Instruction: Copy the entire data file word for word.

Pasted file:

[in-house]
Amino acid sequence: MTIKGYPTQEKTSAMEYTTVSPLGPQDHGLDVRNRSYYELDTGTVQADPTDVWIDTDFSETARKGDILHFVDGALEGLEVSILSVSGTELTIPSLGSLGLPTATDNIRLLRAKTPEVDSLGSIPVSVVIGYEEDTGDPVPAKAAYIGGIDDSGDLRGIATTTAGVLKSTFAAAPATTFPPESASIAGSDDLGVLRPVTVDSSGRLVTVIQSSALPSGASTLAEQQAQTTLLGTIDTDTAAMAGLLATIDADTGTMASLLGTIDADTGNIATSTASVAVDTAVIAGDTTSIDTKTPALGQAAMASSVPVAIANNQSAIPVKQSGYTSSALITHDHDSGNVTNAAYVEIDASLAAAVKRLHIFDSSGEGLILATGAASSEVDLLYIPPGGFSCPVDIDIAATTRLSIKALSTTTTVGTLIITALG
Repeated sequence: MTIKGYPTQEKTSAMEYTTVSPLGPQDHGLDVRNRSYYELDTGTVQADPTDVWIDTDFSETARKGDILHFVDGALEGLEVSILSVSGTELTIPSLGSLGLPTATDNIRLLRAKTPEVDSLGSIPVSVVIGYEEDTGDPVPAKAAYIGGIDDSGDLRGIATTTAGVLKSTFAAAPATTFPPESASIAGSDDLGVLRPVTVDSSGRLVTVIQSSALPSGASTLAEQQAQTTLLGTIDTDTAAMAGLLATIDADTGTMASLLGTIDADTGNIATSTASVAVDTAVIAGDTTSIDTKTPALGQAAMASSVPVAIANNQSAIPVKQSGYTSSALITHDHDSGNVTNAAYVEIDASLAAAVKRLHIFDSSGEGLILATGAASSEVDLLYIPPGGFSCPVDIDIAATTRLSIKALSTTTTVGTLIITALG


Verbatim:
[in-house]
Amino acid sequence: MTIKGYPTQEKTSAMEYTTVSPLGPQDHGLDVRNRSYYELDTGTVQADPTDVWIDTDFSETARKGDILHFVDGALEGLEVSILSVSGTELTIPSLGSLGLPTATDNIRLLRAKTPEVDSLGSIPVSVVIGYEEDTGDPVPAKAAYIGGIDDSGDLRGIATTTAGVLKSTFAAAPATTFPPESASIAGSDDLGVLRPVTVDSSGRLVTVIQSSALPSGASTLAEQQAQTTLLGTIDTDTAAMAGLLATIDADTGTMASLLGTIDADTGNIATSTASVAVDTAVIAGDTTSIDTKTPALGQAAMASSVPVAIANNQSAIPVKQSGYTSSALITHDHDSGNVTNAAYVEIDASLAAAVKRLHIFDSSGEGLILATGAASSEVDLLYIPPGGFSCPVDIDIAATTRLSIKALSTTTTVGTLIITALG
Repeated sequence: MTIKGYPTQEKTSAMEYTTVSPLGPQDHGLDVRNRSYYELDTGTVQADPTDVWIDTDFSETARKGDILHFVDGALEGLEVSILSVSGTELTIPSLGSLGLPTATDNIRLLRAKTPEVDSLGSIPVSVVIGYEEDTGDPVPAKAAYIGGIDDSGDLRGIATTTAGVLKSTFAAAPATTFPPESASIAGSDDLGVLRPVTVDSSGRLVTVIQSSALPSGASTLAEQQAQTTLLGTIDTDTAAMAGLLATIDADTGTMASLLGTIDADTGNIATSTASVAVDTAVIAGDTTSIDTKTPALGQAAMASSVPVAIANNQSAIPVKQSGYTSSALITHDHDSGNVTNAAYVEIDASLAAAVKRLHIFDSSGEGLILATGAASSEVDLLYIPPGGFSCPVDIDIAATTRLSIKALSTTTTVGTLIITALG